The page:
“For the consumer, it’s all just a red apple, or a green pear, so they don’t know the difference. You do need to establish a brand and then get people to identify with that brand.

“They may have seen it at a bus stop, heard it on the radio, seen it pop up on their Facebook or Insta page, then when they go to the supermarket, they’ll go, ‘this is familiar’. You’ve already got an attachment. It is about building a relationship between the brand and the consumer.”

Budget plays a key part in what is possible, particularly in the early days of a brand.

“Ideally, you’d want to spend a lot of money on marketing, but when a new fruit starts, you don’t have that sort of budget, because the royalties haven’t been established. But this does not stop you from marketing, it just means we need to work harder and smarter to get the message across.

Freshmax took on marketing of Ricó this season, alongside growers Seeka and Plunkett Orchards. The pear debuted at retail in mid-July.  

“What we are doing with Ricó, is trying to get the biggest impact we can, starting with an outdoor campaign which will last for a longer period of time and has a vast exposure,” Louise said.  

“Then, when you’ve established the name, over the next few seasons developing a more human touch; families having fun eating Ricó, or in a comfy, homely kitchen, with Ricó on the bench. So then you can start to identify and actually see yourself in it and build that relationship.”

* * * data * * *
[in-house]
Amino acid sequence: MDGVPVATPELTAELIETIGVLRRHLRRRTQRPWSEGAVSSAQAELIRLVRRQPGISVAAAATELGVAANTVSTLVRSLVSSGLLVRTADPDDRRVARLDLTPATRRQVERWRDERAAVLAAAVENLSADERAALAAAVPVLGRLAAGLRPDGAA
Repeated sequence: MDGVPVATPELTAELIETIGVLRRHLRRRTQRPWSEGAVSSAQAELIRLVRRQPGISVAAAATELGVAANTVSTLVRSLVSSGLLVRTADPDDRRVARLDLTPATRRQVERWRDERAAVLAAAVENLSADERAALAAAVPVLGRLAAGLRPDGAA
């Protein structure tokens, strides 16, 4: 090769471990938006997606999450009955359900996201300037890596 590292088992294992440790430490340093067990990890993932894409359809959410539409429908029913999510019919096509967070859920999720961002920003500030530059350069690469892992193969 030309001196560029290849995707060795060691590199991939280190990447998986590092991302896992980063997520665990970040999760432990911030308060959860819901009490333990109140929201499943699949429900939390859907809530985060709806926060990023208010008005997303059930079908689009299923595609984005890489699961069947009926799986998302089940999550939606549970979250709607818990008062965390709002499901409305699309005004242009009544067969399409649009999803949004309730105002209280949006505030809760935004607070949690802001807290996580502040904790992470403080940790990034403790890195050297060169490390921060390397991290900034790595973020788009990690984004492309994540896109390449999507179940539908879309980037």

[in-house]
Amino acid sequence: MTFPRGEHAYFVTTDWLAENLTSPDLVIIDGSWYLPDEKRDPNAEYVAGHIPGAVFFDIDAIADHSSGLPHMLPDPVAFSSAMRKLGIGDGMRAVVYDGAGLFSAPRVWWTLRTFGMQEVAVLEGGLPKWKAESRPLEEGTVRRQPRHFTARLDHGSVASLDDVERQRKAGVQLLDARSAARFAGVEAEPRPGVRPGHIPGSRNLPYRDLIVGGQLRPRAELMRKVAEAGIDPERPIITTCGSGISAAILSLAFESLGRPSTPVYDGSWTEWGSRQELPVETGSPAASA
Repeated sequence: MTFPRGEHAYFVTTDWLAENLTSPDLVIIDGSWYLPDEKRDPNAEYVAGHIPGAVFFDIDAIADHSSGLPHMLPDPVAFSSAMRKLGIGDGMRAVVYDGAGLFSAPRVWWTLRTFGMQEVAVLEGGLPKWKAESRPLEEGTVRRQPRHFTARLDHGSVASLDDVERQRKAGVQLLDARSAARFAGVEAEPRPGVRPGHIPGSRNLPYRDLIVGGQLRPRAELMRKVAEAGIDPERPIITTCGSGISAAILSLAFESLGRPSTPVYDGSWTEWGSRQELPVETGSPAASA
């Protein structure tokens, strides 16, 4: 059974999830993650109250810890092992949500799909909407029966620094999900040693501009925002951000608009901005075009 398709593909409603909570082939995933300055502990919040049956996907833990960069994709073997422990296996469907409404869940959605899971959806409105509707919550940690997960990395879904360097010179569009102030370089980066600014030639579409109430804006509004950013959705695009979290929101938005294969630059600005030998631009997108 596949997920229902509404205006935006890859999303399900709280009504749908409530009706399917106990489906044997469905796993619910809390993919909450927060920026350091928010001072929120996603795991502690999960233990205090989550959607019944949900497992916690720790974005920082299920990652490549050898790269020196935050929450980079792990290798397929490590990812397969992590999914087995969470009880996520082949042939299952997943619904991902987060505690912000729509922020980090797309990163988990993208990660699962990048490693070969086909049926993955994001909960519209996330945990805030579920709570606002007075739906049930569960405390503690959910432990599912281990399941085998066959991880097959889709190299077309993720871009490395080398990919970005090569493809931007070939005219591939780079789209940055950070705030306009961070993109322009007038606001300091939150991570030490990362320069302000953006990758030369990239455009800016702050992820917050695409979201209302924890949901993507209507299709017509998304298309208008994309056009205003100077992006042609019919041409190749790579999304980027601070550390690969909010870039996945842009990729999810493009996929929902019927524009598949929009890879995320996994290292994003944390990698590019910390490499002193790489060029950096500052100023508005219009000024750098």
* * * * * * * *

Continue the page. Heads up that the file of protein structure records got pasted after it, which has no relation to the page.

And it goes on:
Quality is king

Marketing builds a relationship. Quality and consistency are vital to maintaining it, Louise said.

“Quality is 100pc. Marketing is about the first purchase, but sales is about the second purchase, and that is where quality comes in,” Louise said. “You want to make sure that they come back and buy and keep coming back.  

“We’ve been telling everyone Rico’s an amazing new pear with great flavour, it’s crunchy, it’s tasty, it has a great shelf life. But if you buy based on that, and it doesn’t have those things, as I said, it’s very easy to lose people at ‘hello’. It is so very hard to get them back and build that trust again.  

“Consistency is a really important thing with consumers, they want to walk in every single time and pick up the same piece of fruit they bought yesterday or last week. This is not an easy task by any means.”  

Value for money

How do you measure if a marketing investment is well spent?

Louise said while it was often frustratingly difficult to get definitive data, measures such as consumer loyalty, were a sign of value added.

“If they are coming back to purchase when it is not on promotion, then you can see it is working.

“When it comes to retailers taking on a new product, the fact that you’re going to put together a campaign to help market the fruit is definitely a value add to them also, as opposed to saying, ‘Hey, take our fruit because we’ve grown it.’

“As I’ve said to a lot of growers, if you don’t think continuous advertising is important, then just take a look at the companies that do continuously advertise – McDonald’s, Adidas, Nike, Apple. These are the biggest companies in the world, and the most recognisable brands, and they never stop advertising.”